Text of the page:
Moving the head of Tata Consultancy Services to the top job at Tata group’s holding company fills a critical hole for the salt-to-software conglomerate, but it leaves another at its most valuable company ahead of a complex and unpredictable 2017.
The promotion of Tata veteran Natarajan Chandrasekaran – the well-regarded, high-performing boss of TCS under whom shares have quadrupled – should be no surprise.
But the departure of Chandrasekaran, known as Chandra, from the Tata group’s most profitable arm still rattled investors. They sent TCS shares down more than 4 percent on Friday, a day after it also posted better-than-expected quarterly results.
“The IT industry is facing headwinds, and shareholders would have preferred Chandra to stay as CEO for some more time,” said Souvik Guha, an analyst with Shriram Asset Management, which owns shares in TCS.
Indeed, for Tata Sons, promoting one-time Tata intern Chandrasekaran to chairman of the $100 billion conglomerate is something of a gamble: to help unpick the group’s boardroom troubles, he leaves behind the growth engine and crown jewel.
The vast majority of Tata Sons’ annual revenue comes from dividend payouts. Key businesses include Tata Steel and Jaguar Land Rover-owner Tata Motors. But TCS, with its IT services and consulting businesses, accounts for nearly 90 percent of total group revenue.
Investor concerns highlight the outsized importance of TCS, more than 70 percent owned by Tata.
“Investors were more confident about Chandra,” said a fund manager at a local mutual fund, which owns shares in TCS.
“In a tough time when volume growth is elusive, you want someone with a proven track record and it would been preferable to have someone from the business side.”
Chandrasekaran has been replaced at TCS by Rajesh Gopinathan, described by analysts and insiders as a meticulous operations man. Fund managers fret, however, over the vision for the IT services firm, at a time when it needs to tackle slowing growth in the industry and a problematic period ahead.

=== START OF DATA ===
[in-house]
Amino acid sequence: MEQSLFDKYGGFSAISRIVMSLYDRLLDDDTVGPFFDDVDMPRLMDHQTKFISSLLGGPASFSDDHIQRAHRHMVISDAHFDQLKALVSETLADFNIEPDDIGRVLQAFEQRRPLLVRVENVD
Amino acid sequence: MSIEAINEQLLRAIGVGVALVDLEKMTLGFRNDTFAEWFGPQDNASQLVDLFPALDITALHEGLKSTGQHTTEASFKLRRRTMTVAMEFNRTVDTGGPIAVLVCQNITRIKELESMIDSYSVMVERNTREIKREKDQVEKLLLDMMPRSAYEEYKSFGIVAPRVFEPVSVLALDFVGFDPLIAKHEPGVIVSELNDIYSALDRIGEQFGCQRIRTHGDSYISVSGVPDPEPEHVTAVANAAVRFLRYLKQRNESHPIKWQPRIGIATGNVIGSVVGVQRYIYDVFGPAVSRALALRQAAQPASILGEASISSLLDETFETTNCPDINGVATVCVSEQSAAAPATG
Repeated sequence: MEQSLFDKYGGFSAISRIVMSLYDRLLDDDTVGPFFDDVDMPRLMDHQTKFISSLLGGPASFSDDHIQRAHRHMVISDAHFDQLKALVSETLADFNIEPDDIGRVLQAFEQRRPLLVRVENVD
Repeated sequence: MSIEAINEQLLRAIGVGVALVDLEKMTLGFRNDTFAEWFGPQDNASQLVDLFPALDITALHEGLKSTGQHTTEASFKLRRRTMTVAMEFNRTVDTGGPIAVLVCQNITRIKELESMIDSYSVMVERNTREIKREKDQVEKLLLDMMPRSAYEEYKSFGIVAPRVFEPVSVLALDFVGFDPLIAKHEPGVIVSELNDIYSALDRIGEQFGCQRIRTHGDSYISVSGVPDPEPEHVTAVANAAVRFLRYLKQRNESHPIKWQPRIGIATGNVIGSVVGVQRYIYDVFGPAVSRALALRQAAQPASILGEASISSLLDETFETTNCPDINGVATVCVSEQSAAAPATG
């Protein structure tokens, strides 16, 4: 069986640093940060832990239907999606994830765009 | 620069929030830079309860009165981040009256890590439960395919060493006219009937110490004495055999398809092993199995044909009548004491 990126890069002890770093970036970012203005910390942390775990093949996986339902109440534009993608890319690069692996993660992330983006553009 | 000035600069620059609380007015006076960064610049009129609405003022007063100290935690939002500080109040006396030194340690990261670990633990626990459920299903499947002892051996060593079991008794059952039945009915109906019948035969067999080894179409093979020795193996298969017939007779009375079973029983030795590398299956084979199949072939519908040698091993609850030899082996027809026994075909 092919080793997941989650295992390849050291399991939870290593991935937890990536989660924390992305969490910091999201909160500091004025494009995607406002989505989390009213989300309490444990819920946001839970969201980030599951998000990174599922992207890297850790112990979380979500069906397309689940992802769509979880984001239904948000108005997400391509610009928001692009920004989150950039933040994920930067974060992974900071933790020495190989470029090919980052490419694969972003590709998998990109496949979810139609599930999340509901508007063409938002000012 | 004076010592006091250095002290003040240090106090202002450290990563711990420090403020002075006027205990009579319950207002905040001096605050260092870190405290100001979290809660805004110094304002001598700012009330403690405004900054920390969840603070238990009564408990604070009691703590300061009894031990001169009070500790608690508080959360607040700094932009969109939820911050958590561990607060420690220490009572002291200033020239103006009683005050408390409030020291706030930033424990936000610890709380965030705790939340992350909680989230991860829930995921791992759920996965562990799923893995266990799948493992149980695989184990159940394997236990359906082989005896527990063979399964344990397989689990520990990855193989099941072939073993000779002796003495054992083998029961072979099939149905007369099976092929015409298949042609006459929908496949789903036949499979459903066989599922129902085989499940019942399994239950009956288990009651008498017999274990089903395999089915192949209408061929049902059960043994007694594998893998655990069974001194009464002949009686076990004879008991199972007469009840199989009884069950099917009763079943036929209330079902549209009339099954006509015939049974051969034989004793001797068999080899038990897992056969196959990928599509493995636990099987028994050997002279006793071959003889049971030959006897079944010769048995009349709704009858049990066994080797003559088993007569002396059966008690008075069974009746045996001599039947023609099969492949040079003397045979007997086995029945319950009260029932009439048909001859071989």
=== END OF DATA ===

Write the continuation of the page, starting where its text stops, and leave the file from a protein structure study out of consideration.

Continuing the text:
From an incoming Donald Trump administration in the United States, determined to clamp down on visas vital to the smooth operations of IT services companies in their biggest market, to the still unravelling fallout from Britain’s move to bow out of the European Union, TCS will face one of its most complex years.
Some also fear that Chandra will have little opportunity to lavish attention on TCS in the new role, as he will be saddled with untying the Gordian knot of Tata Sons politics, and also overseeing 200 group companies – all against the background of a bitter ongoing spat with its ousted chairman Cyrus Mistry.
Mistry has publicly detailed the complex array of problems the conglomerate faces from its troubled European steel segment, from ethical concerns to allegations of fraudulent transactions at its Air Asia India joint-venture, and a host of other issues.
ROCKING THE BOAT
Chandra, who joined the Tata group in 1987, rose through the ranks to become TCS CEO in 2009. Under his leadership, TCS revenue has risen almost fourfold and its workforce has almost tripled.
TCS has fared better than rivals Infosys and Wipro. This is despite a rapidly evolving landscape that has forced IT services players to rethink some increasingly commoditised services and innovate with offerings such as automation and artificial intelligence to win clients and boost revenue.
The size of TCS has long been its strength, but the changes in the industry mean its size could also become a challenge.
“In a time marked with multiple challenges and key headwinds impacting the IT sector, this is not an apt moment to rock the boat for TCS,” said Reliance Securities analyst Harit Shah, adding that Chandra’s relationships will be missed.
TCS has more than tripled the number of its $100 million plus accounts in the last six years to 34 from 10, according to data from JPMorgan. Over that same period, Infosys has only grown that customer base to 18 from 11.
Its stock has also vastly outperformed both Infosys and its third-largest Indian rival, Wipro, in that same period.
Inside the company, executives at the 350,000-strong firm are more confident, describing the new TCS chief, Gopinathan, as “hands-on”.
“”Chandra will be at the helm and he will continue to guide the new CEO,” said RK Gupta, managing director at Taurus Asset Management, which owns TCS shares.
(Additional reporting by Aby Jose Koilparambil, Suvashree Choudhury, Arathy Nair, Savio Shetty, Aditi Shah, Euan Rocha and Promit Mukherjee; Editing by Bill Tarrant)